I agree with most of the author’s points but I don’t think the average user will ever complain about the cost of Windows. Since the additional cost of the license is never broken out in retail stores, users don’t even realize they are paying extra. Give them a choice and they might use it but your typical retailer (even the size of Dell or HP) doesn’t want to be bothered. What’s in it for them?

    Sorry for being so cynical. I hope the situation changes.

  • ashok Apr 19, 2008 @ 0:57

    We have to push Linux in the grass roots level for this OS to become an integral part of any household system.

    Have road shows, go to schools, and make it sound like any kid who does not know Linux is not as smart as the kid who knows it. Distribute CDs in career fair. Invite kids to participate in competitions such as Linux OS usage.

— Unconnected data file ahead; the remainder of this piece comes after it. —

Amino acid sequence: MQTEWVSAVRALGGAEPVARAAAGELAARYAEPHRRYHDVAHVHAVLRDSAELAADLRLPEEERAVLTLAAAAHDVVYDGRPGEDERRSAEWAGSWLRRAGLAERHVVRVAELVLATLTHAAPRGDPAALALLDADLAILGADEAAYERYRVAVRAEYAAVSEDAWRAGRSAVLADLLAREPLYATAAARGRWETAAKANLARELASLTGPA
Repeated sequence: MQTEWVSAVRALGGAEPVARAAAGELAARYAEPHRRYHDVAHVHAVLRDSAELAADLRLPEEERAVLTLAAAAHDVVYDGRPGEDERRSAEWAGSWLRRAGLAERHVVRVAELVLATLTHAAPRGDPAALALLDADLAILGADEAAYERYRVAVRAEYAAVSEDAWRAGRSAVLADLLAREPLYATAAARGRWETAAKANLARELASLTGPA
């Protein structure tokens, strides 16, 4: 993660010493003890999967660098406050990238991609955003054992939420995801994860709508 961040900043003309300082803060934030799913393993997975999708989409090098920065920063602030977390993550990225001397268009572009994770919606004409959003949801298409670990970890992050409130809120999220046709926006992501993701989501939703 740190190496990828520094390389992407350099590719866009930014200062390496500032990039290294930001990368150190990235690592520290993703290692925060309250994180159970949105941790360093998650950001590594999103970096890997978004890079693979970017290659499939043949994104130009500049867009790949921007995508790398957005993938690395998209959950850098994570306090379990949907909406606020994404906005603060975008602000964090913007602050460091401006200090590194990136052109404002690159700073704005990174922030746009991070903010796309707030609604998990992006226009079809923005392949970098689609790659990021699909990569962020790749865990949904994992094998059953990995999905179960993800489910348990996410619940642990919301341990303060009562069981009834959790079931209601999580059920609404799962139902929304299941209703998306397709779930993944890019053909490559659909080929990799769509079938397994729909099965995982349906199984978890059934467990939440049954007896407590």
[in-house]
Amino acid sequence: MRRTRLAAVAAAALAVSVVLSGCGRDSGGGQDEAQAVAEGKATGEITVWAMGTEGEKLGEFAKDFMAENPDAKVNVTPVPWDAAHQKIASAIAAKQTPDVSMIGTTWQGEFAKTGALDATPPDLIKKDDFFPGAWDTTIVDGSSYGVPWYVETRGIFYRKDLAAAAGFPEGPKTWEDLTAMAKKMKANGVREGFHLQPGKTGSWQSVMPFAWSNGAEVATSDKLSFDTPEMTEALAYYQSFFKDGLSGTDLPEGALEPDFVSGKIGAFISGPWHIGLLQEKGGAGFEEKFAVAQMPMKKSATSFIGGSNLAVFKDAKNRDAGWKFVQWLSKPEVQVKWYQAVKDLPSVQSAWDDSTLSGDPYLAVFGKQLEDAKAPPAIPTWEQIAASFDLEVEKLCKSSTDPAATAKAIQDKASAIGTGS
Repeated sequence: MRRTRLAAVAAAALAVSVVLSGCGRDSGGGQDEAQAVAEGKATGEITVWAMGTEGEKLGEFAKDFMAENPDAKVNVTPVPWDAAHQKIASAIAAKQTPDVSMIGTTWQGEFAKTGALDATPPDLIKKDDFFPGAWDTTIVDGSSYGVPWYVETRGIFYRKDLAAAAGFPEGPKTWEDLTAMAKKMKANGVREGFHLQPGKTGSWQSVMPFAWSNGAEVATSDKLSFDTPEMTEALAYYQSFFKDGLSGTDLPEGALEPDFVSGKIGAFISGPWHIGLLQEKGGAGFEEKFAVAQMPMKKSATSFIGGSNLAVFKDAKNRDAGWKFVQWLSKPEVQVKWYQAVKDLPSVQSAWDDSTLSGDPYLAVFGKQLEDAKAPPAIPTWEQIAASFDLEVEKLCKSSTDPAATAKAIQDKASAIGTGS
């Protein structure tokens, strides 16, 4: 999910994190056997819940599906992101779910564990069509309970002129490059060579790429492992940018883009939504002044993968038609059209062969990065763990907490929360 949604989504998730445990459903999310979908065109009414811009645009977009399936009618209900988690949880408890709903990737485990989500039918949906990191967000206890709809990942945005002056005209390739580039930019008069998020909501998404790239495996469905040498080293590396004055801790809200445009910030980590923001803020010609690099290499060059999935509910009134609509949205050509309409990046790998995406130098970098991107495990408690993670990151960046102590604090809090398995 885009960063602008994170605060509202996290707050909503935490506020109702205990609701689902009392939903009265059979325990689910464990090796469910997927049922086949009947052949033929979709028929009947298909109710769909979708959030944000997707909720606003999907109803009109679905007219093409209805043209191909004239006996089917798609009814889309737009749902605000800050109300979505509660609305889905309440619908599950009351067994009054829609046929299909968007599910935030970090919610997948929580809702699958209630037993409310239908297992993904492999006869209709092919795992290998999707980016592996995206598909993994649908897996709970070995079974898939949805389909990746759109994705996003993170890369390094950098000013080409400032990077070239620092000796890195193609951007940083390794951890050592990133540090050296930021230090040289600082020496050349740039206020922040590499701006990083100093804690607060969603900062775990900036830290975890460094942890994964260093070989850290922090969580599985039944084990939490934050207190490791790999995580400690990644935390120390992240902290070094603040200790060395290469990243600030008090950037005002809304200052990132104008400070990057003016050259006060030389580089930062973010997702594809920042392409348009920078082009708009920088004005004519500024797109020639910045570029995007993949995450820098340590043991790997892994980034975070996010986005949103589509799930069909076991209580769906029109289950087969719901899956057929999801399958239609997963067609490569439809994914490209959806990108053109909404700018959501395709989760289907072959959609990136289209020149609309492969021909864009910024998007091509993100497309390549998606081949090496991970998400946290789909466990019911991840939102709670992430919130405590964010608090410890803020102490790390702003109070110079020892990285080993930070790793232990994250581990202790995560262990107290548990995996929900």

Catch them young and watch them grow!

    So who will do this and why?

    LINUX users and local LINUX user communities should work to promote this great OS. a couple of hours in a month is all we require.

    once kids who are in the seventh and eigth grade start liking it we would have won a very big battle, and I think these kids are our only hope of LINUX OS making it to house hold desktops.

  • Vlad Apr 21, 2008 @ 5:46

    Well, that’s a bunch of bs, I am sorry. This article can only be eaten by illiterate person, I am sorry.
    Firstly, Dell does make desktops with Linux preinstalled.
    Second thing – yeah, it does look like if you buy a brand new computer it will come with preinstalled Windows and M$ Office. But how do you know that it is free? Computers ‘R’ Us would not mention this, I bet, but there’s nothing free in the world, oh, no! So, you can always decline initial Windows agreement and get your money back (about $100 for Windows) from manufacturer. Just read the window’s EULA.
    There are lots of commercial soft for Linux, lots of games also. I’ve been using linux desktop for 3 years and can tell that there’s nothing in a world exists that windows has and I needed that Linux desktop doesn’t have. Maybe except for some newest DirectX games.